I decided to do an update on an article I wrote five years ago titled, “Is Email Still King of Internet Marketing?” Clients, wide-eyed about social media marketing, would ask, “How do we go viral on Facebook?” Clients had no idea how much work it takes to “go viral” on social media. More concerning, the same people asking about social media put little effort into collecting email from website visitors. I would encourage a more practical routeâ€“” Let’s focus our effort on better utilizing email capture and sending out follow-up email communication.” Clients grudgingly went along, disappointed we were not doing more work to “go viral.”
Some years ago a large movie studio contacted 1stWave about redesigning their corporate website. They also wanted us to help them with their global social media strategy. During our brainstorming sessions, one of my colleagues said, “We need to think big and encourage them to embrace cutting edge social media strategies.” Being somewhat contrarian, I took the opposite position, with such a loyal fanbase for their various media properties, they should build a core strategy around email rather than put all their resources into Facebook and Twitter.
This conversation inspired me to think about why people and organizations under utilize email. The reason is that social media and the allure of going viral has such a grip on the collective imagination. Most clients don’t have the budget for the upfront legwork that is required to generate and sustain “buzz” on social media â€” at least not the type of buzz of popular imagination, with millions of new followers overnight. Time would be better invested expanding a network of contacts and relationships via email. Email is a proven and effective tool for maintaining a relationship with customers and constituents, especially if the email is opt-in and someone gave it to you rather than being acquired from a list.
Fast forward five years. During a recent browsing session, I was stunned at how many sites are throwing up email request popups on the homepage of their site. The prevalence of email pop-ups is a good indicator that these companies place a high value on being able to connect with customers and prospects via email.
So, let’s take a look at two important components. One, how do you best capture new email contacts and two, how do you ensure your emails don’t get thrown into junk/spam filters?
Here are some examples of email capture forms. Note that they all have in common some type of incentive or selling point to encourage you to offer up your email address.
Now let’s talk about an issue that challenges many organizationsâ€“email deliverability. As email applications get better at blocking “unwanted,” non-opt-in emails, more and more legitimate opt-in email ends up in junk or spam folders without ever being seen by the recipient. Why does this happen? Here is a brief outline. We found an article titled The concept of Micro-Deliverability in Email Marketing to be one of the more insightful explanations of why emails get blocked. Here is an outline of the main factors influencing whether or not an email will reach your recipients’ inbox:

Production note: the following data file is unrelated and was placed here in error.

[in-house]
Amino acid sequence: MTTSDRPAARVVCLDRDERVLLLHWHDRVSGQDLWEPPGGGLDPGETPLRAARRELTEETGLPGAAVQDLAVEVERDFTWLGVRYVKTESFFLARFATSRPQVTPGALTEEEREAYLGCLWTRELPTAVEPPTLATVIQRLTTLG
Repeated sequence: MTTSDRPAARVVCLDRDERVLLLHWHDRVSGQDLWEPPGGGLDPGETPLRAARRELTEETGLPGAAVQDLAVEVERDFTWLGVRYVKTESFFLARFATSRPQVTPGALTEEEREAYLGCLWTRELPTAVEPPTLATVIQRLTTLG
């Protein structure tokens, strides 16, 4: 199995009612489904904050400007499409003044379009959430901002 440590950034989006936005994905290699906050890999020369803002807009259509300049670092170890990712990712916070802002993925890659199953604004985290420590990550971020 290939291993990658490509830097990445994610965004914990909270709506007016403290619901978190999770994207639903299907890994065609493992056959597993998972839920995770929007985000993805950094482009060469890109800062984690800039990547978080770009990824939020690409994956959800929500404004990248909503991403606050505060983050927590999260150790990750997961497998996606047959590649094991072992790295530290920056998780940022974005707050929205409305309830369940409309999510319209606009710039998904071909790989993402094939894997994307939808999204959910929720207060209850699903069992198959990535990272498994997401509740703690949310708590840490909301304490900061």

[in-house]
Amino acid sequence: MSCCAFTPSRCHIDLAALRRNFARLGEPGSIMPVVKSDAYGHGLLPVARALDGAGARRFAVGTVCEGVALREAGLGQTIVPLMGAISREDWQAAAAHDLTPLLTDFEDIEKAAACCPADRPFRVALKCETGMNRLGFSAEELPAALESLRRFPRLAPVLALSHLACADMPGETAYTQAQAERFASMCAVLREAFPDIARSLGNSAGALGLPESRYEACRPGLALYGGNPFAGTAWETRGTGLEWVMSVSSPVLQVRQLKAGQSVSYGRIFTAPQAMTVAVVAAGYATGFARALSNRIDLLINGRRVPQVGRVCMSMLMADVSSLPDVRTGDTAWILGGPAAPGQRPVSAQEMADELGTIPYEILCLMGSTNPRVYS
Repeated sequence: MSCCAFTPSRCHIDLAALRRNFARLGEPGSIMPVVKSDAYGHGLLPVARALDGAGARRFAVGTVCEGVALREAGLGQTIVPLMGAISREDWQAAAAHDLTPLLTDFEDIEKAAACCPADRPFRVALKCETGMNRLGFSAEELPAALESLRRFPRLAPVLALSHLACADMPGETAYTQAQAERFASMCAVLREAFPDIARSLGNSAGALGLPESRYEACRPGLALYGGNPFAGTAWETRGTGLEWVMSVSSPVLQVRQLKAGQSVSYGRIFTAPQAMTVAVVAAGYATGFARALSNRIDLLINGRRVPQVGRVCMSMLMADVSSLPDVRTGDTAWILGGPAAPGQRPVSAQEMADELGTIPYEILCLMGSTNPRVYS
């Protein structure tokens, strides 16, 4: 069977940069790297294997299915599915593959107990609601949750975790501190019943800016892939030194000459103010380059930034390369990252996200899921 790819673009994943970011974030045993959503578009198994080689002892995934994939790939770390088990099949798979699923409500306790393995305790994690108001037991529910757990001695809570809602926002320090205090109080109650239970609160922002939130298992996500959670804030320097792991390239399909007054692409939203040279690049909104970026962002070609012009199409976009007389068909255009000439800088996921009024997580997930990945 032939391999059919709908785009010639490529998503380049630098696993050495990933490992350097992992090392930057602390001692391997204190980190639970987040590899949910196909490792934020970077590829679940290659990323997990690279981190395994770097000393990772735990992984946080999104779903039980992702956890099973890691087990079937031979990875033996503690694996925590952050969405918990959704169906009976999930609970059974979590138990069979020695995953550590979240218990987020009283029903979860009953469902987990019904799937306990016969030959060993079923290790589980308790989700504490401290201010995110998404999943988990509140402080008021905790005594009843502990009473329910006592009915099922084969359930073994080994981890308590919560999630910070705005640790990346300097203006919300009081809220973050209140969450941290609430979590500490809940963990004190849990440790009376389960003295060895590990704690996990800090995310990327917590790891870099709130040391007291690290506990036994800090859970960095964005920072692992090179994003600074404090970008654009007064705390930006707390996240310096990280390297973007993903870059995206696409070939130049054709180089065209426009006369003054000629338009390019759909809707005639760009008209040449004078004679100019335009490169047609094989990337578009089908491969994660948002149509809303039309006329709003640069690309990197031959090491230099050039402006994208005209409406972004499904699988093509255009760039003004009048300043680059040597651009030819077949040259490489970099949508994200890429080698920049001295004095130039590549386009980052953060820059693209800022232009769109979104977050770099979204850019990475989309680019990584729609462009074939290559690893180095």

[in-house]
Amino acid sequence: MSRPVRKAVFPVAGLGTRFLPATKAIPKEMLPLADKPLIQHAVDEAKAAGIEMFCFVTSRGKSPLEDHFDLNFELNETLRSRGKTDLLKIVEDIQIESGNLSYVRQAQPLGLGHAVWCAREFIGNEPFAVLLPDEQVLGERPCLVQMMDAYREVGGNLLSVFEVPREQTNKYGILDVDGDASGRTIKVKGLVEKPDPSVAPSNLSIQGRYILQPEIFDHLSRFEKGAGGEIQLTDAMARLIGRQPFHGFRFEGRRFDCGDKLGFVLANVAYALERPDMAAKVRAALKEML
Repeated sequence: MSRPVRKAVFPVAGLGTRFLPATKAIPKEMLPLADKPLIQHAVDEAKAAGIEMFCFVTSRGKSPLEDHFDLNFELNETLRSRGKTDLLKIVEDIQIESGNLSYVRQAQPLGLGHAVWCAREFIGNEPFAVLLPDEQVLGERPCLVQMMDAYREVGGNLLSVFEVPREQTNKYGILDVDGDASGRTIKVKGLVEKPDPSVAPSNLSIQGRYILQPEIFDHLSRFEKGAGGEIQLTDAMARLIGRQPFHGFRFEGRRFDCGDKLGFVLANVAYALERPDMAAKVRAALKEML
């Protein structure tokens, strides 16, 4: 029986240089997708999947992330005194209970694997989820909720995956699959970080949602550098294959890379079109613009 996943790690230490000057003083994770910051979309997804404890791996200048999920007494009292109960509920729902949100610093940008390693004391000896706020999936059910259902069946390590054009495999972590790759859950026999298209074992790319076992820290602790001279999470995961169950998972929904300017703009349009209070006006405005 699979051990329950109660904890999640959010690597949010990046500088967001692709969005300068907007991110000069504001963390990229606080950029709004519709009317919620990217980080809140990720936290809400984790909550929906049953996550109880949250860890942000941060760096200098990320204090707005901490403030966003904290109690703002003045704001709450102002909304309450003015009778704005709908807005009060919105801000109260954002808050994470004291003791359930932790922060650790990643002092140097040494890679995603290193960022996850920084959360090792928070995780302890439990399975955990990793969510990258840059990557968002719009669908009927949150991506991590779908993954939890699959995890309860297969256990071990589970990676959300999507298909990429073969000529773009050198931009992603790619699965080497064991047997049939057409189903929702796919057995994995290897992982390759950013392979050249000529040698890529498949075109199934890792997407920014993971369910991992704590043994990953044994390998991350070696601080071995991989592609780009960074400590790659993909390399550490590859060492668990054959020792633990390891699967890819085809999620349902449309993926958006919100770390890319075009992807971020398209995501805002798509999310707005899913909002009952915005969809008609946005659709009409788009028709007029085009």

1. Sender Reputation: The company (your ISP) that delivers your internet connection will attempt to authenticate that you are the actual sender of the email. Sounds obvious enough (most email platforms such as MailChimp and Constant Contact will do a good job on this front) but there are some subtle nuances that may cause some ISP’s to flag your email for lack of authentication.
2. Spam Complaints: If more than 1 out of every 100 recipients reports your email as unwanted spam, ISP’s will flag you and question the validity of your email “opt-in” list. If these are really customers then why are they reporting you as spam?
3. Bounce Management: Your reputation as a “good email sender” will suffer if a high number of your constituents’ email addresses are old or outdated, i.e. they bounced back because the recipient no longer has an email account with the address on file. The industry average for “soft bounce” rates is 1.5% and .5% for hard bounce rates. A soft bounce means the email address is still valid but could not be delivered to temporarily. A hard bounce means the email address is no longer valid or in use.
4. Recipient Engagement: If your open rate exceeds the industry average of 20%, ISP’s will deduce that your content isn’t junk or spam.. If the number of people who fail to open or read your email falls below 20%, however, there is a good chance ISP’s will grade you down for having a high proportion of people in your email lists that are not interested in your content.
SMTP Relay Issues: For organizations sending more than 25,000 emails to a list, one of the problems is the sheer number of emails going out. Many ISP’s will flag the sender IP address and mark all outgoing emails as spam.
We hope this article inspires you to allocate more resources towards an effective email communications strategy.
If you have questions about pricing, timelines or what to include in your RFP, contact us.